YOU ARE HERE: LAT HomeCollections

Zedillo, Up in Polls, Moves to Bolster Regime


MEXICO CITY — President Ernesto Zedillo and his government moved to close ranks and consolidate short-term political gains Thursday, as investigators continued to widen a political assassination probe that instantly changed the face of Mexican politics with the arrest this week of a former president's brother.

"What is left (is) clear--nobody can be outside of the law," Zedillo, appearing at rallies in the state of Tlaxcala, declared. "In Mexico, this is the end of impunity, and I am counting on the support of the Mexican people to make impunity a fact of our nation's past."

He spoke after this week's arrest of President Carlos Salinas de Gortari's elder brother, Raul, who is charged with helping to mastermind the slaying of Francisco Ruiz Massieu, the secretary general of Mexico's ruling party.

Raul Salinas' arrest came five days after the Zedillo administration apprehended a suspected second gunman in the murder of ruling party presidential candidate Luis Donaldo Colosio. The two assassinations were the most devastating political murders in Mexico in more than six decades.

The government of Carlos Salinas has been accused of covering up the Colosio murder, and late Thursday the former president told the independent Television Azteca that he will begin a fast today that will last until his name is cleared.

Sources confirmed that Zedillo met behind closed doors Wednesday with his entire Cabinet for the first time since taking office in early December, then summoned state governors to another private meeting that lasted until almost midnight.

In what aides and outside analysts called strategy sessions to strengthen the government internally and its hold on power, Zedillo specifically addressed the key senior officials who had served--along with the president himself--in top positions in the Salinas administration.

Asked the purpose of the meetings, one aide was quoted as saying, "closing ranks."

"There are no groups" within the government, the aide quoted Zedillo as telling his officials. The president sought to reassure them, the aide said, that "the government is one (unified)" after Zedillo's unprecedented decision to permit the arrest of Raul Salinas, 48.

That arrest broke a decades-long tradition in which Mexican presidents did little to trouble their predecessors or their families, who, in turn, kept their silence once out of office.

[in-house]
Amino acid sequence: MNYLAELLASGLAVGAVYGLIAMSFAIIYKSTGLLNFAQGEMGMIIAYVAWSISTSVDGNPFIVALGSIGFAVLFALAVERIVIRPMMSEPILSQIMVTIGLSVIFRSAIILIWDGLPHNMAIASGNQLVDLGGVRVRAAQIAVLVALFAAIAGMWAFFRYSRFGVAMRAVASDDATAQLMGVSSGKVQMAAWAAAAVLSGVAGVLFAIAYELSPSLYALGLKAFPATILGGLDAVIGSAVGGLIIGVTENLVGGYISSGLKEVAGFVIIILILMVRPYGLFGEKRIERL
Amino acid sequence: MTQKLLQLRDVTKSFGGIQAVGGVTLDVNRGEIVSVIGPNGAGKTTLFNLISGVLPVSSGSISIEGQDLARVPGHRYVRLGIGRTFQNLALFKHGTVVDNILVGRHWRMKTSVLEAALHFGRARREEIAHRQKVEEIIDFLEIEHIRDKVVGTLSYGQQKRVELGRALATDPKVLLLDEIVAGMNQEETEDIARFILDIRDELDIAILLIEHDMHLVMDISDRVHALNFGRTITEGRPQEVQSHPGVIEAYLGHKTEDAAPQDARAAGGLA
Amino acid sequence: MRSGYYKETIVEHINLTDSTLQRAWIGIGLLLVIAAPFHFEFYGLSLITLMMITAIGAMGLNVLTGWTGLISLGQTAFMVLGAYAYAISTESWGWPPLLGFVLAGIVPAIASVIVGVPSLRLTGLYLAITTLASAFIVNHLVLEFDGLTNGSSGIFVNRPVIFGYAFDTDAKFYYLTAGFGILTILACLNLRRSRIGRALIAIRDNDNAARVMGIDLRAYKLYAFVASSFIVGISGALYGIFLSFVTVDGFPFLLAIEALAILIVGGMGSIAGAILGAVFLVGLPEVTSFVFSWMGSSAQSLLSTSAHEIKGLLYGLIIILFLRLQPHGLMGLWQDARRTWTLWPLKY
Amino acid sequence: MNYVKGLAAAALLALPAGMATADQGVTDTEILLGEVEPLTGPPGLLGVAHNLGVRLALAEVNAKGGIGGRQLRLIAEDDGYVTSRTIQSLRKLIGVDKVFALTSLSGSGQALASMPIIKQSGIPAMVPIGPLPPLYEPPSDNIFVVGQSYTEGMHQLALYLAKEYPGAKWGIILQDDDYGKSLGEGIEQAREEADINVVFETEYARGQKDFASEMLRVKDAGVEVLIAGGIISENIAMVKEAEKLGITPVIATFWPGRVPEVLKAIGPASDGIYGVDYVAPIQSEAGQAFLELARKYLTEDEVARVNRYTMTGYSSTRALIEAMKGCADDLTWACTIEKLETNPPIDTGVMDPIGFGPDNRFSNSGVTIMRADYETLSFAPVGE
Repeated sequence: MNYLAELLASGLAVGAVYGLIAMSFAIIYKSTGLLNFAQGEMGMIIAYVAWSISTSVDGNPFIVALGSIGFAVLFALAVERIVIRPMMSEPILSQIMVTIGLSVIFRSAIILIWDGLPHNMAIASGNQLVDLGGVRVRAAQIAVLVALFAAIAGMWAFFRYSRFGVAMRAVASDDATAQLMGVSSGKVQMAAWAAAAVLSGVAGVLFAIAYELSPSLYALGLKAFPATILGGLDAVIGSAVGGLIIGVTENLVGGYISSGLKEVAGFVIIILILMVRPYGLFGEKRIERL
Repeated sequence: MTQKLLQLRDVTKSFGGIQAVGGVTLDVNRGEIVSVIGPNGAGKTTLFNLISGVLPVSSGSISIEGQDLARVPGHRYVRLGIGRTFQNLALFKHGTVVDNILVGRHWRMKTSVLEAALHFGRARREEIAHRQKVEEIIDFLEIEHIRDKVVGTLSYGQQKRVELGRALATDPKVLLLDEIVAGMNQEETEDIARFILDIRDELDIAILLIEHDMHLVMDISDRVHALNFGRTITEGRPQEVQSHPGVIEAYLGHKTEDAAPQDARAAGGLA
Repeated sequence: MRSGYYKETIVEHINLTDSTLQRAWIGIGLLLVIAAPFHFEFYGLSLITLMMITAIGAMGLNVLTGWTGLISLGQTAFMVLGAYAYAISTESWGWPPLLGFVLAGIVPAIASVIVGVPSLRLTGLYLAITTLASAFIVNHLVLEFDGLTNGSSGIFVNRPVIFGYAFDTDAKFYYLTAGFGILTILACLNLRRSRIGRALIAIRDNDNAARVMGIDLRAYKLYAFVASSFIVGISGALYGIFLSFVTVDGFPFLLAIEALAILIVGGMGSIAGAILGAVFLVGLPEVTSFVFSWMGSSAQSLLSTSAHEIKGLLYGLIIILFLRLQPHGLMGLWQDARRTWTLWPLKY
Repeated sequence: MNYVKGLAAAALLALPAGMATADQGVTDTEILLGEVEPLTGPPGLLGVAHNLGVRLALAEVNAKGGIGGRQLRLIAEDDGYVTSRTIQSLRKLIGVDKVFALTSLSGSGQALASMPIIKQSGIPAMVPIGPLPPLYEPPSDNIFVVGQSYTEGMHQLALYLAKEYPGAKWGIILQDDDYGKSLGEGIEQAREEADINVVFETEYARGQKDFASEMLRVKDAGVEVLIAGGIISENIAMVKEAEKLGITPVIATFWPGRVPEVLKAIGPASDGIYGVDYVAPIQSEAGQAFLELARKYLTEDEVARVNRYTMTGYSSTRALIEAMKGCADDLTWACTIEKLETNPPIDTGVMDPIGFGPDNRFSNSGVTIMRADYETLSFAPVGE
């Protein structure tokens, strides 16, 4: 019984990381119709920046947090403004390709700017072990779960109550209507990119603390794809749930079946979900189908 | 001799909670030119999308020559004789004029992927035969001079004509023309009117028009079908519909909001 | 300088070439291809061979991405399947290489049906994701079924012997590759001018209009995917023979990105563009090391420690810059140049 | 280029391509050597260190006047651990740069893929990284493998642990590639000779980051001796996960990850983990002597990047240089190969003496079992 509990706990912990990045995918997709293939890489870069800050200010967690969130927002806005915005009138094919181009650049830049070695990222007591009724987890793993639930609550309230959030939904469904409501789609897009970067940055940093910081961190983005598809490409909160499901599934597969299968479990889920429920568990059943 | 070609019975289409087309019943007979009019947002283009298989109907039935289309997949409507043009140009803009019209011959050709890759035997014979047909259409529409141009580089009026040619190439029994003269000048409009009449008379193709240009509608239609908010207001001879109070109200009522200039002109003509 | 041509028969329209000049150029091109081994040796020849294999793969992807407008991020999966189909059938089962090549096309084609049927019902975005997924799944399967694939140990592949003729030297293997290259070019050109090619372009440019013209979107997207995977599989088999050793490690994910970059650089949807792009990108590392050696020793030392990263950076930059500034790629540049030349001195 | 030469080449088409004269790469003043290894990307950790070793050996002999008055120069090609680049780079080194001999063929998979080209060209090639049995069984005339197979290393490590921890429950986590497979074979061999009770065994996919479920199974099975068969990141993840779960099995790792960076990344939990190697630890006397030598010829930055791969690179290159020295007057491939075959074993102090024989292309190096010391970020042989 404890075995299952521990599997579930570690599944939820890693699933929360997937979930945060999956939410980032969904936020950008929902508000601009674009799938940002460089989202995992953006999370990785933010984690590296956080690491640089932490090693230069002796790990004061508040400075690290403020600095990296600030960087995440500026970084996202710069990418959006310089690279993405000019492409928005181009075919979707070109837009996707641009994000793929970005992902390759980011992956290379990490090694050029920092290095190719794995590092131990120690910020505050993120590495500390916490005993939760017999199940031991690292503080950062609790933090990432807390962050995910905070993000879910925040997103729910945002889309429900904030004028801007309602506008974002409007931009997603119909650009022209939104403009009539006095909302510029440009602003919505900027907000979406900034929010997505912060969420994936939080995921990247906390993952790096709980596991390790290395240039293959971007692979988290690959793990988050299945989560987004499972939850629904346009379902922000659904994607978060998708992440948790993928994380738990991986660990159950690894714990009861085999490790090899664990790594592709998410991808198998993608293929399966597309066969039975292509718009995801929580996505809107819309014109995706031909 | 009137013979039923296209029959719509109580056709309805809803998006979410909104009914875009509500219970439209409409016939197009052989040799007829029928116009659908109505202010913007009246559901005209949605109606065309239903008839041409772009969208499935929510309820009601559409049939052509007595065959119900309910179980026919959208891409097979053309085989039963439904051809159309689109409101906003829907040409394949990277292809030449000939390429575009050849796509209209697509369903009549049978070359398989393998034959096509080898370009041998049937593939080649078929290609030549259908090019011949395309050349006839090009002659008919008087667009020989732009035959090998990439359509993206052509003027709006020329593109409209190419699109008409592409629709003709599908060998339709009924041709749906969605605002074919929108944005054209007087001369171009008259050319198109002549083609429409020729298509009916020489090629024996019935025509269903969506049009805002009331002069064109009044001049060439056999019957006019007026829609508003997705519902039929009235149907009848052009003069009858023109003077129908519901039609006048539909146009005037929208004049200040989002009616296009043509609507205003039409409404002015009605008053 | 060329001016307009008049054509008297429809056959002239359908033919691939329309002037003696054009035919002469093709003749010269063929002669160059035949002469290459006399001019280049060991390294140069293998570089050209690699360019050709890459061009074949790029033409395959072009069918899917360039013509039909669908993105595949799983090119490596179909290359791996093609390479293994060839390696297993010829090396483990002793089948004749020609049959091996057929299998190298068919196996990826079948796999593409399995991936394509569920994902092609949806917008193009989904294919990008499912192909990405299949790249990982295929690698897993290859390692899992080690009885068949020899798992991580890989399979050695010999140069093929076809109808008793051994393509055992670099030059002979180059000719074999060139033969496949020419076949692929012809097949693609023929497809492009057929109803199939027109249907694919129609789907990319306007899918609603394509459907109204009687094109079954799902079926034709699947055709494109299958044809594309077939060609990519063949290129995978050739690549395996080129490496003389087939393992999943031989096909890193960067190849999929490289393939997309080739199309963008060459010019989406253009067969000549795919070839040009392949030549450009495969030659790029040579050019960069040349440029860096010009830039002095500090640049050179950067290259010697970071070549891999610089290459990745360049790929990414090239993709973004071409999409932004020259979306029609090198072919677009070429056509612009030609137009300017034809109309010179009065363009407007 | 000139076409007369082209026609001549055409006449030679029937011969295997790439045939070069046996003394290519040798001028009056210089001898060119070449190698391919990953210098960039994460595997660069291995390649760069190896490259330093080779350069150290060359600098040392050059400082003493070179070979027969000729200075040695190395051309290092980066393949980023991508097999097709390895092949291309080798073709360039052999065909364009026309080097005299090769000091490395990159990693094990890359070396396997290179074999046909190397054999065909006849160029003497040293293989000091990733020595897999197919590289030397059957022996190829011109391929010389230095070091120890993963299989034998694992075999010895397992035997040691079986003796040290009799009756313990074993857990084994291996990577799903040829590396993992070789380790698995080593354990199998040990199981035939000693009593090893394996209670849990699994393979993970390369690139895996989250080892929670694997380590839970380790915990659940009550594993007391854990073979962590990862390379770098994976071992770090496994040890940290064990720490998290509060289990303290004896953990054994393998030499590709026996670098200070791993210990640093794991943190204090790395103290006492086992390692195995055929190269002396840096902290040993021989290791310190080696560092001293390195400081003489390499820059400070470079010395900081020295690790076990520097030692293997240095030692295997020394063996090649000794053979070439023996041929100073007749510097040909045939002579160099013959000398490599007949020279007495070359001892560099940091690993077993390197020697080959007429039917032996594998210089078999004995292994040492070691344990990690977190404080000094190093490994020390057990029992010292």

Opinion polls showing that Zedillo's popularity, as a result of the Tuesday arrest of the elder Salinas, had soared--and his predecessor's had hit rock bottom.

But analysts and political observers said the Salinas arrest threatened to polarize the ruling party between hard-liners and reformers, and Zedillo's strategy meetings appeared to be aimed at shoring up his presidency from within.


In other events Thursday:

* Federal prosecutors grilled former Deputy Atty. Gen. Mario Ruiz Massieu for almost six hours under oath to try to determine why his two-month investigation into the spectacular assassination last fall of his brother, Francisco Ruiz Massieu, turned up no evidence linking the crime to Raul Salinas.

* Tijuana police arrested another suspect in the shooting death of Colosio, the government news agency Notimex reported. Authorities said Mario Alberto Carrillo, 22, was seen in a video diving at Colosio's feet as a gun was pointed at the candidate's head during the deadly March 23 campaign rally.

* Zedillo again took the initiative in the embattled southern state of Chiapas, presenting to the Mexican Senate, as well as a multi-party legislative peace committee he created in December, a sweeping draft law to initiate a dialogue with the rebels and to work toward lasting peace through a permanent, new reconciliation commission. The commission would negotiate with the Zapatista National Liberation Army. Congress set Monday as the date for an extraordinary congressional session to debate the proposed law.

* The ruling Institutional Revolutionary Party, or PRI, stung by the Salinas arrest and allegations of far-reaching, internecine feuds and conspiracies in connection with the assassinations last year of two top party officials, scheduled a celebration tonight of its 66 years in power. Officials confirmed that internal party reform will be a major theme of the event.

* In Washington, Secretary of State Warren Christopher applauded Zedillo's government for its handling of its relations with the United States and for its evenhanded law enforcement. "Despite the trauma that it must have been, I think it was exactly the right decision for him to make with respect to the prosecution of President Salinas' brother," he told a House subcommittee, adding: "None of us would want to try to prejudge the results of that."

Family Friction

Zedillo's prosecutors appeared on Thursday to widen the investigation into the Sept. 28 assassination of Francisco Ruiz Massieu, the PRI's former secretary general, suggesting that his own brother may have been involved in a cover-up to protect the elder Salinas.

Los Angeles Times Articles